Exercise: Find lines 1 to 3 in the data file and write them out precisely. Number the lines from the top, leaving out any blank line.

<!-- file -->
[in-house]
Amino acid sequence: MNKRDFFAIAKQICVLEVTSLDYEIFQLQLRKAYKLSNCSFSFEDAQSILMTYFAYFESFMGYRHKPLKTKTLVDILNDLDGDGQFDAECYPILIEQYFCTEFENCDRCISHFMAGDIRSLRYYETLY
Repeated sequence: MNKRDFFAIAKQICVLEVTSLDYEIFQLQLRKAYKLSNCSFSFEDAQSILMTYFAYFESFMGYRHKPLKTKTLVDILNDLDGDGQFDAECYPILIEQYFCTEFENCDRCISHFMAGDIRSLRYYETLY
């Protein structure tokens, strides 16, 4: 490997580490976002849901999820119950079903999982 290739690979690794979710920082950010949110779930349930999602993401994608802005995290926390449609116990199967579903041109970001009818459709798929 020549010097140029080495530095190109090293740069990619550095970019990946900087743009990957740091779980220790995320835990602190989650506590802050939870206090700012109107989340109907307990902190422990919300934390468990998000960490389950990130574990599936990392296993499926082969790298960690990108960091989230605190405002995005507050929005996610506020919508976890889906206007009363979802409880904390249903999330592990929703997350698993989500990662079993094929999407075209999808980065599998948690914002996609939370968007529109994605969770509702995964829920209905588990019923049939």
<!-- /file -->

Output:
[in-house]
Amino acid sequence: MNKRDFFAIAKQICVLEVTSLDYEIFQLQLRKAYKLSNCSFSFEDAQSILMTYFAYFESFMGYRHKPLKTKTLVDILNDLDGDGQFDAECYPILIEQYFCTEFENCDRCISHFMAGDIRSLRYYETLY
Repeated sequence: MNKRDFFAIAKQICVLEVTSLDYEIFQLQLRKAYKLSNCSFSFEDAQSILMTYFAYFESFMGYRHKPLKTKTLVDILNDLDGDGQFDAECYPILIEQYFCTEFENCDRCISHFMAGDIRSLRYYETLY